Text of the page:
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Marko Samardzija was among those who took captured Bosniak civilians to the elementary school in the village Biljani, a prosecution witness said on Thursday.
Hatidza Cehic was testifying in the ongoing trial of the former Bosnian Serb soldier who is charged with war crimes committed on the territory of Kljuc municipality in north-western Bosnia and Herzegovina.
She said she was present when Samardzija took Bosniak civilians from the surrounding villages to the school in Biljani.
Cehic told the trial chamber that on July 10, 1992 Serb, soldiers took away her two sons from their house in Biljani and took them to the elementary school.
The women were also forced out of their houses and told to gather in front of the village store, near the school.
“I was standing by the store and I saw Marko Samardzija and other soldiers bring men to the school,” Cehic said.
“They were coming from the village of Brkici. Marko Samardzija was escorting the people to the school,” she added.
“Then he appeared in front of the store with a notebook in his hand and addressed his soldiers.” The witness said she did not know what was written in the book.
The men who were imprisoned in the Biljani school were taken out and killed near the village, according to the indictment. Cehic’s two sons wereamong those killed. Their bodies were found in two mass graves after the war.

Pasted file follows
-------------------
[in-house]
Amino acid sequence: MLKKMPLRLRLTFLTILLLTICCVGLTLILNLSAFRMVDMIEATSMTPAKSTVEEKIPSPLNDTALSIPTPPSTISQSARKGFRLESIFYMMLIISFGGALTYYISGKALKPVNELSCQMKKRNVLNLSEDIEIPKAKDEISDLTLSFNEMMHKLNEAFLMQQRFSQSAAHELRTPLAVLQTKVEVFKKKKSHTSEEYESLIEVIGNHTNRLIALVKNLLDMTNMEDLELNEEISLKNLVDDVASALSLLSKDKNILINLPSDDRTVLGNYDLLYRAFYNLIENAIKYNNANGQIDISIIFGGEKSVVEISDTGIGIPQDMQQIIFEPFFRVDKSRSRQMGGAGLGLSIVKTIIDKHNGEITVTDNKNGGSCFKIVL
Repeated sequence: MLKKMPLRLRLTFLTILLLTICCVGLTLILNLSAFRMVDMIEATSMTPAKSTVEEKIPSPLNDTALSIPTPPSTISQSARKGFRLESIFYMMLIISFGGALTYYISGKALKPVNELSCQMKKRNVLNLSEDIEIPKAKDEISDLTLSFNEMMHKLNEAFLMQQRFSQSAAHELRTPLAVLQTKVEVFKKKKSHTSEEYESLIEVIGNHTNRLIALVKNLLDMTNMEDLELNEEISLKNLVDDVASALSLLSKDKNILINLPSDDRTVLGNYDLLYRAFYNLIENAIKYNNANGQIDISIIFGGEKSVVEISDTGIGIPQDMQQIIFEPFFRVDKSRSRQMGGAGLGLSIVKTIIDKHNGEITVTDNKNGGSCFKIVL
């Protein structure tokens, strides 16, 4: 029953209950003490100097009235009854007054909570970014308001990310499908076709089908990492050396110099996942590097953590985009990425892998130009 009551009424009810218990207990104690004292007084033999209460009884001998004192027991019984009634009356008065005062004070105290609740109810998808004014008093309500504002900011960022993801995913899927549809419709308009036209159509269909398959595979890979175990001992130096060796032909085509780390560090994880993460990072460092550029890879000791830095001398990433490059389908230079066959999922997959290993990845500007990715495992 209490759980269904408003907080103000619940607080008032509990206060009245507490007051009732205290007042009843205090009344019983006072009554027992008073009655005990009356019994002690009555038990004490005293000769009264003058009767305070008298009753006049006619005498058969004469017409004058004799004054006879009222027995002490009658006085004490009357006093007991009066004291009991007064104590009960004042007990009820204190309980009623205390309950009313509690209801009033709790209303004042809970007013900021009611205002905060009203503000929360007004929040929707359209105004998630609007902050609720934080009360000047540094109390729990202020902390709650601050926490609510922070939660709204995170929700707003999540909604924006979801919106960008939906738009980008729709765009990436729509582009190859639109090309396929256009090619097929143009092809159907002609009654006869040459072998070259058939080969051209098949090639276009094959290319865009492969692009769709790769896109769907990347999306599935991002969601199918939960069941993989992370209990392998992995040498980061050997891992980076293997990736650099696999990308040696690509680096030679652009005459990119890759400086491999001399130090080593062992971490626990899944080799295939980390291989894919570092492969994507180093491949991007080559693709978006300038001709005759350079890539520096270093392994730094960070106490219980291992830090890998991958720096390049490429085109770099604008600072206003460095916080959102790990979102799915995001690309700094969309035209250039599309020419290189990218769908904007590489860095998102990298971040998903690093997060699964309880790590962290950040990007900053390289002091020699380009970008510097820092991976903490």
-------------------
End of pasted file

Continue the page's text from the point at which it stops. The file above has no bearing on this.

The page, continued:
The second witness on Thursday, Amira Cehic, testified about the murder of seven members of the Dzaferagic family.
“We were passing by Semso Dzaferagic’s house and I will never forget how many bodies I saw. There werebodies on the road as well,” Amira Cehic said. She added that that night she heard trucks and dredges.
“My neighbours came in the morning and said that there were no more bodies on the road nor in front of Dzaferagic’s house,” the witness said.
The third prosecution witness on Thursday was Smail Dzaferagic who was a police employee in Kljuc in 1995 and took statements from survivors from this village.
“They were all saying that Marko Samardzija was responsible for what happened in Biljani, and that he was the commander of the Sanski Most brigade,” Dzaferagic said.
He said he was soon convinced of those statements when he came into possession of a written document which appeared to confirm the witnesses’statements.
“In the document it stated that the Serb people must not allow themselves to be endangered and that they should respond to all the murders committed against the Serb people throughout history. The document was signed by Marko Samardzija,” Dzaferagic said.
The trial is scheduled to continue on June 12.